https://hg.mozilla.org/integration/mozilla-inbound/rev/546b3763d1b6d2c3d64b34b9d9d25d346b805996
Bug 1267474 - cache-control: immutable tests 3/3 r=mayhemer

Comment 55

a year ago
bugherder
https://hg.mozilla.org/mozilla-central/rev/1c91c9a5fdba
https://hg.mozilla.org/mozilla-central/rev/06a3edfb00cd
https://hg.mozilla.org/mozilla-central/rev/546b3763d1b6
Status: ASSIGNED → RESOLVED
Last Resolved: a year ago
status-firefox49: --- → fixed
Resolution: --- → FIXED
Target Milestone: --- → mozilla49
Keywords: DevAdvocacy
Whiteboard: [necko-active] → [necko-active], DevAdvocacy-Facebook
platform-rel: --- → ?
Whiteboard: [necko-active], DevAdvocacy-Facebook → [necko-active], DevAdvocacy-Facebook [platform-rel-Facebook]
Docs:
https://developer.mozilla.org/en-US/Firefox/Releases/49#HTTP
https://developer.mozilla.org/en-US/docs/Web/HTTP/Headers/Cache-Control
(We are revamping HTTP docs, expect more soon)
Keywords: dev-doc-needed → dev-doc-complete

Comment 57

10 months ago
Can someone please tell me why immutable caches don't do validations? 

https://dxr.mozilla.org/mozilla-central/source/netwerk/protocol/http/nsHttpChannel.cpp#3740

Comment 58

10 months ago
ziyunfei, see Comment #18

Comment 59

10 months ago
(In reply to Karl Dubost :karlcow from comment #58)
> ziyunfei, see Comment #18

What I want to ask is why a immutable cache doesn't send If-Modified-Since/If-None-Match header after its Max-Age expires? 

e.g. Cache-Control: max-age=3600, immutable

Within an hour, no http requests sent. After an hour, should be a 304 response, not 200 I think.

Comment 60

10 months ago
(In reply to ziyunfei from comment #59)
> (In reply to Karl Dubost :karlcow from comment #58)
> > ziyunfei, see Comment #18
> 
> What I want to ask is why a immutable cache doesn't send
> If-Modified-Since/If-None-Match header after its Max-Age expires? 
> 
> e.g. Cache-Control: max-age=3600, immutable
> 
> Within an hour, no http requests sent. After an hour, should be a 304
> response, not 200 I think.

mcmanus, is this intended behavior, I think immutable resources do need revalidation when they expire.
Flags: needinfo?(mcmanus)
(Assignee)

Comment 61

10 months ago
(In reply to ziyunfei from comment #60)

> mcmanus, is this intended behavior, I think immutable resources do need
> revalidation when they expire.

By being marked immutable the server has declared that the resources do not change, therefore we don't use conditional revalidation - (what does if-modified mean for something that is never modified?) its assumed the reload is being done for coherency/corruption purpose so a full reload is done and 304 tends to be destructive to coherency checks. (i.e. the etag/l-m is correct but the stored response body is not).

do you have a use case in mind? I would expect the standard immutable use would have a very large max-age.
Flags: needinfo?(mcmanus)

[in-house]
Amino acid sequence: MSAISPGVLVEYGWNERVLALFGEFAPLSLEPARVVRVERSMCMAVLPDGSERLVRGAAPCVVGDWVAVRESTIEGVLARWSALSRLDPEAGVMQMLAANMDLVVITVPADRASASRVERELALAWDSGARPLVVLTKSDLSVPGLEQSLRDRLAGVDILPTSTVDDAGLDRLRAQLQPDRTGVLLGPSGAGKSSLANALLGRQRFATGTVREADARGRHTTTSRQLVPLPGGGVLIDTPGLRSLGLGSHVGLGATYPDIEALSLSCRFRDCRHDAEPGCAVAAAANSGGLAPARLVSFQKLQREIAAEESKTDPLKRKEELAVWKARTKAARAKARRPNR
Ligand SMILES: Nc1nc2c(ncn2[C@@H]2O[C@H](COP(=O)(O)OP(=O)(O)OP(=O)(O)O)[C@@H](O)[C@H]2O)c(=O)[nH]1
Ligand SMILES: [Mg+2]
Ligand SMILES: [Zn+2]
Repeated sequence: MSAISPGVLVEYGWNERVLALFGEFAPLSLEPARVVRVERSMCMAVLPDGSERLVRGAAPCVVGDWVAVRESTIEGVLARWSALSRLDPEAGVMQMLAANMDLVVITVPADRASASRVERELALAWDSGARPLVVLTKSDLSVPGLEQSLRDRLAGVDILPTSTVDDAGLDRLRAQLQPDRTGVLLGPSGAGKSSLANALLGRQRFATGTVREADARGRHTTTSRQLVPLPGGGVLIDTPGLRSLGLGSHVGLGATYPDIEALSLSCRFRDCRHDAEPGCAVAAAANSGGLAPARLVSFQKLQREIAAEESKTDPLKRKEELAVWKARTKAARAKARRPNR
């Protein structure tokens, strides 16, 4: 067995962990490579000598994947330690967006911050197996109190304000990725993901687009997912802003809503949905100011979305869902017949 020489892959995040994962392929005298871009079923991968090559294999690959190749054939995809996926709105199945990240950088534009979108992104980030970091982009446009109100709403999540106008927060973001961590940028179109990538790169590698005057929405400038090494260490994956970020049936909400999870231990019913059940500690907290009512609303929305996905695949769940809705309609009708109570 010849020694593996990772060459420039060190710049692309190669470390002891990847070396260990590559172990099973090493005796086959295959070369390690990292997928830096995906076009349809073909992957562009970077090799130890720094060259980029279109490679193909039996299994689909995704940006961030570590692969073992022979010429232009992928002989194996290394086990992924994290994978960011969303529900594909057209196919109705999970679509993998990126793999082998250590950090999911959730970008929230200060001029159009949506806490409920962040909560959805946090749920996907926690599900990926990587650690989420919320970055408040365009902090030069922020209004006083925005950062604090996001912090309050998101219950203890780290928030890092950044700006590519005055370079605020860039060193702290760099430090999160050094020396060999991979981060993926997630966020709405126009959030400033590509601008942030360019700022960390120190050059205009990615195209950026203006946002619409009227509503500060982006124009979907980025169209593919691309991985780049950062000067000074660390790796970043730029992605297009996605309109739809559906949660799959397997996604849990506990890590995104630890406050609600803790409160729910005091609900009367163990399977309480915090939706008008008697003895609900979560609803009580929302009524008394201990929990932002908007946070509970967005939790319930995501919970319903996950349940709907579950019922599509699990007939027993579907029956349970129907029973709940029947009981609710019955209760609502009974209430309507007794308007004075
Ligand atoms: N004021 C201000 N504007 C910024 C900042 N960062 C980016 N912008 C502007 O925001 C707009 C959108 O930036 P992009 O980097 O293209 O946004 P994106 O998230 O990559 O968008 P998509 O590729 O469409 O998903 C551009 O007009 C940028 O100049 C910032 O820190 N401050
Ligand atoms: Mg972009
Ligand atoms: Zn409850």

Comment 62

10 months ago
(In reply to Patrick McManus [:mcmanus] from comment #61)
> By being marked immutable the server has declared that the resources do not change,
By being marked immutable the server has declared that the resources do not change *before the end of the declared max-age period*.

> I would expect the standard immutable use would have a very large max-age.
Well, I would also expect that, 1 year even 10 years (long-lived than user's computer), because these are the use cases Cache-Control: immutable are invented for, if this is the case, 200 or 304, whatever, never expire anyway; unfortunately this is not mandatory, people may need short max-age like 1 day or 1 week, maybe w3c's site would use this kind short max-age (https://github.com/w3c/tr-design/issues/101), maybe other sites would also.

So I don't think "immutable" should "never-revalidate".
(Assignee)

Comment 63

10 months ago
(In reply to ziyunfei from comment #62)
> (In reply to Patrick McManus [:mcmanus] from comment #61)
> > By being marked immutable the server has declared that the resources do not change,
> By being marked immutable the server has declared that the resources do not
> change *before the end of the declared max-age period*.

no - that is not correct. They declare they do not change - they are immutable.

Comment 64

10 months ago
I think that the confusion here is that the max-age is still being used.  But the point is that max-age is only being used to evict something from cache.  At that point, there is still a promise that the content is the same, it's just no longer useful to retain that information.

Updated

9 months ago
Blocks: 563297

Updated

7 months ago
QA Whiteboard: https://bugs.chromium.org/p/chromium/issues/detail?id=654378

Updated

7 months ago
QA Whiteboard: https://bugs.chromium.org/p/chromium/issues/detail?id=654378

Comment 65

6 months ago
Hi, I have two questions about this topic.

1) Is it possibile to use "immutable" and also considerating the resource's expiration time?
There will be a grat max-age but, when it decade, can we discard the sub-resource?